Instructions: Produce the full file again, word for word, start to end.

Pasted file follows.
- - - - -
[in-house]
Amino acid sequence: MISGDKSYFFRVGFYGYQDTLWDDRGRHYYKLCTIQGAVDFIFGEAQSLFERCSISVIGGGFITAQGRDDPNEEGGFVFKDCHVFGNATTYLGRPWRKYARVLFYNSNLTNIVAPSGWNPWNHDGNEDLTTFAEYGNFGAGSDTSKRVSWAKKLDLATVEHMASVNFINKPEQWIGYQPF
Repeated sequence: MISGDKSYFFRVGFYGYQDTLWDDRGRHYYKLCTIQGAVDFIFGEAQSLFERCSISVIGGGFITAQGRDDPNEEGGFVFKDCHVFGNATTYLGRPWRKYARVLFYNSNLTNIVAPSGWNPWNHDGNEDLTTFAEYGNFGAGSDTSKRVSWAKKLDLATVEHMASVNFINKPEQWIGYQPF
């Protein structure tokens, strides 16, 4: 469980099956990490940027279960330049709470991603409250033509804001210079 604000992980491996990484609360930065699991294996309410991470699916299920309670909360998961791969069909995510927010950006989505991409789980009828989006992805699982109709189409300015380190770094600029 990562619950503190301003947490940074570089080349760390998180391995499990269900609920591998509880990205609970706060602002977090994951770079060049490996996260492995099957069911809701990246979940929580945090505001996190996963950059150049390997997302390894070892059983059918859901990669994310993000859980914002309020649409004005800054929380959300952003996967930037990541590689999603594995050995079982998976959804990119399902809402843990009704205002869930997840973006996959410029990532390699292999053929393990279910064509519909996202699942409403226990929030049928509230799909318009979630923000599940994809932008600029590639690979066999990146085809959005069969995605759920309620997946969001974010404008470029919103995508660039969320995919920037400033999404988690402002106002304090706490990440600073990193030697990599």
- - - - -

[in-house]
Amino acid sequence: MISGDKSYFFRVGFYGYQDTLWDDRGRHYYKLCTIQGAVDFIFGEAQSLFERCSISVIGGGFITAQGRDDPNEEGGFVFKDCHVFGNATTYLGRPWRKYARVLFYNSNLTNIVAPSGWNPWNHDGNEDLTTFAEYGNFGAGSDTSKRVSWAKKLDLATVEHMASVNFINKPEQWIGYQPF
Repeated sequence: MISGDKSYFFRVGFYGYQDTLWDDRGRHYYKLCTIQGAVDFIFGEAQSLFERCSISVIGGGFITAQGRDDPNEEGGFVFKDCHVFGNATTYLGRPWRKYARVLFYNSNLTNIVAPSGWNPWNHDGNEDLTTFAEYGNFGAGSDTSKRVSWAKKLDLATVEHMASVNFINKPEQWIGYQPF
């Protein structure tokens, strides 16, 4: 469980099956990490940027279960330049709470991603409250033509804001210079 604000992980491996990484609360930065699991294996309410991470699916299920309670909360998961791969069909995510927010950006989505991409789980009828989006992805699982109709189409300015380190770094600029 990562619950503190301003947490940074570089080349760390998180391995499990269900609920591998509880990205609970706060602002977090994951770079060049490996996260492995099957069911809701990246979940929580945090505001996190996963950059150049390997997302390894070892059983059918859901990669994310993000859980914002309020649409004005800054929380959300952003996967930037990541590689999603594995050995079982998976959804990119399902809402843990009704205002869930997840973006996959410029990532390699292999053929393990279910064509519909996202699942409403226990929030049928509230799909318009979630923000599940994809932008600029590639690979066999990146085809959005069969995605759920309620997946969001974010404008470029919103995508660039969320995919920037400033999404988690402002106002304090706490990440600073990193030697990599």